UB professor recognized for pop culture scholarship

Release Date: June 15, 2017 This content is archived.

David Schmid, associate professor of English.

David Schmid

“Through studying pop culture, we can gain insight into where we are as a community, how we got here and where we’re going.”
David Schmid, associate professor of English
University at Buffalo

BUFFALO, N.Y. – David Schmid, an associate professor in the University at Buffalo’s Department of English, has received the Popular Culture Association/American Culture Association’s (PCA/ACA) 2017 Dove Award for outstanding contributions to the serious study of mystery, detective and crime fiction.

The prestigious award, named for George N. Dove, a past president of the PCA/ACA, recognizes Schmid’s contributions to many different areas of crime fiction studies, including publications, presentations, course offerings and a rich presence online.

The PCA/ACA announced this year’s Dove award during its annual conference.

“David is the type of scholar we’d like to recognize as someone who joins together interests in crime and detection as well as traditional and digital scholarship,” said Pamela Bedore, associate professor of English and writing coordinator at the University of Connecticut-Avery Point. Bedore, who nominated Schmid for the award, is the book review editor of Clues: A Journal of Detection.

A 2007 recipient of the State University of New York Chancellor’s Award for Excellence in Teaching, Schmid is the author of “Natural Born Celebrities: Serial Killers in American Culture” (2005), editor of “Violence in American Popular Culture” and coauthor with John Edgar Browning, David R. Castillo and David A. Reilly of “Zombie Talk: Culture, History, Politics” (2016).

He has written numerous essays, book chapters and articles, and also maintains a long-running listerv on crime and detective fiction that is open to everyone, from academics to enthusiasts.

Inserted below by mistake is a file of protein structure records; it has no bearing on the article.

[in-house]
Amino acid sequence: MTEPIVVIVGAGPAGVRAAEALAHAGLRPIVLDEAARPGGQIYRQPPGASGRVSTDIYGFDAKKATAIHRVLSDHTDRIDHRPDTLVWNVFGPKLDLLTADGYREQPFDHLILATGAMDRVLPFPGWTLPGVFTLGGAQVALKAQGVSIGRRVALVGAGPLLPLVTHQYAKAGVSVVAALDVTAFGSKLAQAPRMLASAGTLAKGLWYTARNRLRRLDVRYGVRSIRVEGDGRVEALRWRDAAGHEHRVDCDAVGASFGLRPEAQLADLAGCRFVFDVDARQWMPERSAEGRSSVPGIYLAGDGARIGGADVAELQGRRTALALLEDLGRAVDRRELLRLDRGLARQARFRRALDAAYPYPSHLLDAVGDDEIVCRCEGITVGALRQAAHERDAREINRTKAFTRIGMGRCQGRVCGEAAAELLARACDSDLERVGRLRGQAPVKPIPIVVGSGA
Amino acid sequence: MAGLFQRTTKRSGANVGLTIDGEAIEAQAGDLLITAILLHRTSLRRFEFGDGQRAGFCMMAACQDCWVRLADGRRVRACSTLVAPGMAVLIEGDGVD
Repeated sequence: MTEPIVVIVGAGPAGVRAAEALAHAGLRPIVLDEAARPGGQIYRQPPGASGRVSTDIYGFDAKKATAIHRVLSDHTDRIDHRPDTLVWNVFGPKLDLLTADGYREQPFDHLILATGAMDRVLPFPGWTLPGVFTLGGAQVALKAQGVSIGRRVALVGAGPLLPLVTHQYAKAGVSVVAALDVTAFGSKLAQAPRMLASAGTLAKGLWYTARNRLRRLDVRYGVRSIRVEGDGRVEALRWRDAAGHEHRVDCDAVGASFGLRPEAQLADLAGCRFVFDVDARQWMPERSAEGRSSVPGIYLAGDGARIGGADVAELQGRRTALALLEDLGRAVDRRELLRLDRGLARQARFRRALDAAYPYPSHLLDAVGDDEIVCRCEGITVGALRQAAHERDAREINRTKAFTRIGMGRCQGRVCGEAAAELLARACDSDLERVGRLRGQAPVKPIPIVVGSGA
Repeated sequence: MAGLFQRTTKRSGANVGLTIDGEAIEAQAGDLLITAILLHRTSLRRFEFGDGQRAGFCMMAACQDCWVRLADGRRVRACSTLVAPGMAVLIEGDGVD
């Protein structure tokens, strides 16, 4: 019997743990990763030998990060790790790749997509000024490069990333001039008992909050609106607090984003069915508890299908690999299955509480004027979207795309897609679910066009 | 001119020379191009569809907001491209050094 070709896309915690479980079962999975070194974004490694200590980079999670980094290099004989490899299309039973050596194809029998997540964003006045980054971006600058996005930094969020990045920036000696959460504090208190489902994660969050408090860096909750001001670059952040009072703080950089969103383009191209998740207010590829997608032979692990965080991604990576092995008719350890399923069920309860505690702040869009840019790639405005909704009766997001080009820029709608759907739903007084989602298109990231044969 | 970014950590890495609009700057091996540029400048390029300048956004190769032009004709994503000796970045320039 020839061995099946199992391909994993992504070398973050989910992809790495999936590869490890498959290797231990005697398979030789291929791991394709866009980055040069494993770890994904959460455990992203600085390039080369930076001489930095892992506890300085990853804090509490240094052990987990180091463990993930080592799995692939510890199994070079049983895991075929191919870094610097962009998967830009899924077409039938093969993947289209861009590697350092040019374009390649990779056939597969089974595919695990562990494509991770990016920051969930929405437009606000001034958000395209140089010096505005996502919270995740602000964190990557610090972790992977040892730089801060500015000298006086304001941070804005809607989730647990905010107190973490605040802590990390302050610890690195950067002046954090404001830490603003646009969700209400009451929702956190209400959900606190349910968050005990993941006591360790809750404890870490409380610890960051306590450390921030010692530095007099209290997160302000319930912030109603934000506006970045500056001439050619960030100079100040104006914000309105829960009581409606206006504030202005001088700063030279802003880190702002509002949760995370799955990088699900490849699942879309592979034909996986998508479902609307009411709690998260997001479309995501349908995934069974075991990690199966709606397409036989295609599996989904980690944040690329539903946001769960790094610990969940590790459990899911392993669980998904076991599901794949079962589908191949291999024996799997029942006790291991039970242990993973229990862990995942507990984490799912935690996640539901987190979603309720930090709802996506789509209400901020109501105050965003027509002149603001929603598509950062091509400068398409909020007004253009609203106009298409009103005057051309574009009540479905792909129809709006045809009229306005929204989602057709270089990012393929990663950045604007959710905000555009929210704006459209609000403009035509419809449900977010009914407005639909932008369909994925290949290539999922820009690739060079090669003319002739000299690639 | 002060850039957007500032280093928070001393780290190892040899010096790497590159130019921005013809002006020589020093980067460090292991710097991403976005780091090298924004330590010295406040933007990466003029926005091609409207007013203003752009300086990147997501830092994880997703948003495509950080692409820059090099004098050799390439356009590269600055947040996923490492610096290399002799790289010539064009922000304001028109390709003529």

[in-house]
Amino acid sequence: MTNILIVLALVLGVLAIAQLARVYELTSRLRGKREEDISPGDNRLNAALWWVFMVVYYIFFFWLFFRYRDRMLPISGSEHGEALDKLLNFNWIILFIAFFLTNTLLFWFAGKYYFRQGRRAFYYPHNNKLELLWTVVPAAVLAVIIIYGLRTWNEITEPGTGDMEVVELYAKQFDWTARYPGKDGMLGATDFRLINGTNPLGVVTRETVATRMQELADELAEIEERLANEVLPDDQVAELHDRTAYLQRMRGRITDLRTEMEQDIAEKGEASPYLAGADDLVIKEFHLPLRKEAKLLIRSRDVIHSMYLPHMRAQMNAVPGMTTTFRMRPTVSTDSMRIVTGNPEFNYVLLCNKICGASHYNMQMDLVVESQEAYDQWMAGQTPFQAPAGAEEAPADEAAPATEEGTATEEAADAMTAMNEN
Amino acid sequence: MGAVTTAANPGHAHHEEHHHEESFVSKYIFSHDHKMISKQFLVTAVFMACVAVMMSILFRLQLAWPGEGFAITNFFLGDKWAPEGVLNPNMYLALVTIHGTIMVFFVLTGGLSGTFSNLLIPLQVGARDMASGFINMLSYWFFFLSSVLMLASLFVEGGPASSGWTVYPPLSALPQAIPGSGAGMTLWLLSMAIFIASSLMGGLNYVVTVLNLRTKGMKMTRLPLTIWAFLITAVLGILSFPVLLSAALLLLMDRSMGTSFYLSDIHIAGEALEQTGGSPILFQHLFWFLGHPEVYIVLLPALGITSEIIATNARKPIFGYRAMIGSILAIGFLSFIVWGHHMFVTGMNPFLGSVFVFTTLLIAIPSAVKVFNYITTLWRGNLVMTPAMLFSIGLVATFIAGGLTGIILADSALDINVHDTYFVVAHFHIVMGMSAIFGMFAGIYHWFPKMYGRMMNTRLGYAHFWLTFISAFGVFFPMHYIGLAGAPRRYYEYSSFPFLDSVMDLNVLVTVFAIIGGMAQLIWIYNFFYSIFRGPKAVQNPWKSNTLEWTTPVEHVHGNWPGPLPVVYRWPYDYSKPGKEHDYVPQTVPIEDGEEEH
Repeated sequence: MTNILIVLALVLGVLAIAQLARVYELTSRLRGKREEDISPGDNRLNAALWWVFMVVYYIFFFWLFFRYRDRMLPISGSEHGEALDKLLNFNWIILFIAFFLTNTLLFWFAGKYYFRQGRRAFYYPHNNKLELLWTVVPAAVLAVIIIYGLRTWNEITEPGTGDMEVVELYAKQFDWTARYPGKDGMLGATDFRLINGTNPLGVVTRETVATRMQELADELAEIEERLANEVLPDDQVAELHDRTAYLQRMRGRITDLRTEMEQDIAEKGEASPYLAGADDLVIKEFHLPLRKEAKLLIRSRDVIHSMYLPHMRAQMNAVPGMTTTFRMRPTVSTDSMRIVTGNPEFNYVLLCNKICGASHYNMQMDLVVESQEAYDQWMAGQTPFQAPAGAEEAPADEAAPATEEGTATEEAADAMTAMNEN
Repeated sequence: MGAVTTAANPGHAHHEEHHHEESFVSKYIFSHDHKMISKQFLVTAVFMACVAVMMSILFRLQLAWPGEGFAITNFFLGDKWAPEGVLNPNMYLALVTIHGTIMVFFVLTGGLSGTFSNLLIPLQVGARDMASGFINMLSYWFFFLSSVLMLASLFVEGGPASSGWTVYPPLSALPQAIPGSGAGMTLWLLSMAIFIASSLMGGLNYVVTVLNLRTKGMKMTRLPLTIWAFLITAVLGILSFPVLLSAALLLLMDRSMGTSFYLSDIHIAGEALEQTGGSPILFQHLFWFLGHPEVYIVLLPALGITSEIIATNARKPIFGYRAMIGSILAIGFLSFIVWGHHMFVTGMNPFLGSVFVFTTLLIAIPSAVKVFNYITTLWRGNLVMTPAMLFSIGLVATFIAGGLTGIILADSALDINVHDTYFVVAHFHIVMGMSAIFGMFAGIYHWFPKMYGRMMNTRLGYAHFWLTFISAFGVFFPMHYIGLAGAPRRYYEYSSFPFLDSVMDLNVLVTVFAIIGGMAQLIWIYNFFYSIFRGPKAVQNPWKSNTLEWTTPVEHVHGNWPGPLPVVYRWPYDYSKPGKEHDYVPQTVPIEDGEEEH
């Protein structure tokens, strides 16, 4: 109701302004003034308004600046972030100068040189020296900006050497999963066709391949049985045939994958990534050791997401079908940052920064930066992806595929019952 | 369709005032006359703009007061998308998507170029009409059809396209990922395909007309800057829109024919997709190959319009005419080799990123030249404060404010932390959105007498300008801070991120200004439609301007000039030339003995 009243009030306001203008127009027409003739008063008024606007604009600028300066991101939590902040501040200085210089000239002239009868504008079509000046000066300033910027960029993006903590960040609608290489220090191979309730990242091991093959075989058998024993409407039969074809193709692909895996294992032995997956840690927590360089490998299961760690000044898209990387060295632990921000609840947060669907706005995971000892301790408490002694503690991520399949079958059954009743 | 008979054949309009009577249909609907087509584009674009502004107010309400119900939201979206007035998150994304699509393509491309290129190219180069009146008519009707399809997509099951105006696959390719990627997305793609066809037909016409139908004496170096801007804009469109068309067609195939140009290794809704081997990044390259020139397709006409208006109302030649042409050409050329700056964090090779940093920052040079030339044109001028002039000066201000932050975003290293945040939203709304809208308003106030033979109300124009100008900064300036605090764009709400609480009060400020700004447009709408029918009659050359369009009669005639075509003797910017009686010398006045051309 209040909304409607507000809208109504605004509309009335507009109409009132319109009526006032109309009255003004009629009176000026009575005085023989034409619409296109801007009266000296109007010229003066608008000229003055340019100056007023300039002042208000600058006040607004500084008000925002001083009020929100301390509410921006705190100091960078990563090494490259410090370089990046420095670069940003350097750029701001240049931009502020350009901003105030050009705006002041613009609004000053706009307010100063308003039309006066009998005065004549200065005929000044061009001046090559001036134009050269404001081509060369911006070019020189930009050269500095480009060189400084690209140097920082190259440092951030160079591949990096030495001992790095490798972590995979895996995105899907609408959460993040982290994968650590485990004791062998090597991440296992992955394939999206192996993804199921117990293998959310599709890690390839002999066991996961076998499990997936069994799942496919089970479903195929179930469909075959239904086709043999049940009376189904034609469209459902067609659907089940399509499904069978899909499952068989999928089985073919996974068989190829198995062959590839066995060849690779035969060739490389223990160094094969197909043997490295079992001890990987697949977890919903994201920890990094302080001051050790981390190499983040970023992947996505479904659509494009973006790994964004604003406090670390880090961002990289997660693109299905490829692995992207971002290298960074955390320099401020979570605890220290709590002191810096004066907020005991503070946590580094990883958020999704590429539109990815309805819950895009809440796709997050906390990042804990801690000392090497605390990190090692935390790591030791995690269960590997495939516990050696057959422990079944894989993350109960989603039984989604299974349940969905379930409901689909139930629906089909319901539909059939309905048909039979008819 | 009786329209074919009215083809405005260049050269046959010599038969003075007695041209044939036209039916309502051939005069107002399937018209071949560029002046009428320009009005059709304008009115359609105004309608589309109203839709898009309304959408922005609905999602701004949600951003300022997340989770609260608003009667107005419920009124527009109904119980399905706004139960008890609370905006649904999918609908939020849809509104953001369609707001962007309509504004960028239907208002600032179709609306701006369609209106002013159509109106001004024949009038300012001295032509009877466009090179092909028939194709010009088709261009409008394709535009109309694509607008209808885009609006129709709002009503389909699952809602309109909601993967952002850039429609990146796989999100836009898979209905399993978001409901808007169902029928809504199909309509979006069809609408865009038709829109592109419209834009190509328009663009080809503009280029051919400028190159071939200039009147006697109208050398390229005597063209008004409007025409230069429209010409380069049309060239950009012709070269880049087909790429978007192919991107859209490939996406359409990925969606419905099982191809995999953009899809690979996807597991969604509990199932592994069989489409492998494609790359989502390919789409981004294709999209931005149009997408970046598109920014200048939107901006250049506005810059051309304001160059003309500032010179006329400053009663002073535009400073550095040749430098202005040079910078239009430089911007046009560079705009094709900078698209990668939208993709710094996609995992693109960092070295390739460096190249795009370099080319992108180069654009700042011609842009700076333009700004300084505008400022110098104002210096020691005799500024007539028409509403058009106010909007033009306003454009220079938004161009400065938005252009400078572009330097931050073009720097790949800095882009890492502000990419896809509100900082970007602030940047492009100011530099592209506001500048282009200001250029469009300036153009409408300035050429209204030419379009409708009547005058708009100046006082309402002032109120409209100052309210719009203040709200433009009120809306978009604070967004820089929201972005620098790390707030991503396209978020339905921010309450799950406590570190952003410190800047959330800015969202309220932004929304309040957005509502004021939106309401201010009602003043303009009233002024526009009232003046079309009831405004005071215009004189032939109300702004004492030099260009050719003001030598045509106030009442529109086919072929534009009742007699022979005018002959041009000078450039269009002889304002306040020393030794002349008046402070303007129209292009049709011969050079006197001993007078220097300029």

In addition to his UB courses, Schmid recently recorded 36 lectures titled “The Secrets of Great Mystery and Suspense Fiction for The Great Courses,” a recorded library of non-credit college-level lectures designed for lifelong learners.

“It’s a great honor to be recognized by one’s peers for one’s work,” said Schmid. “I’m particularly pleased that my work in forming an online community of crime fiction scholars has been highlighted. Many aspects of academia tend to make it rather isolating, so anything I can do to encourage connections among my colleagues is important.”

Popular culture represents the collective cultural attitudes, emotions and tastes emerging from Western society’s contemporary mainstream and other contributing sources – and though critical observers might debate endlessly the nuances within any definition, Schmid’s accomplishments within the discipline of pop culture studies make him an undisputed expert in the field.

His work in multiple platforms has drawn the interest of respected new outlets, including The Atlantic, CNN, CourtTV, the Los Angeles Times, NPR, PBS Newshour, Time Magazine, the Washington Post and the Toronto Globe and Mail, seeking his insight and expert commentary.

“Pop culture provides us with a wonderful window into the values, dreams and even nightmares of our society,” says Schmid. “Through studying pop culture, we can gain insight into where we are as a community, how we got here and where we’re going.”

Schmid says his works in progress focus on the uses of space in crime fiction and masculinity in the films of Alfred Hitchcock.

“I’m also editing a collection of crime fiction criticism and beginning work on a new project entitled, ‘Crime Narratives in the Age of Trump,’” he says.

Schmid is a resident of Buffalo.

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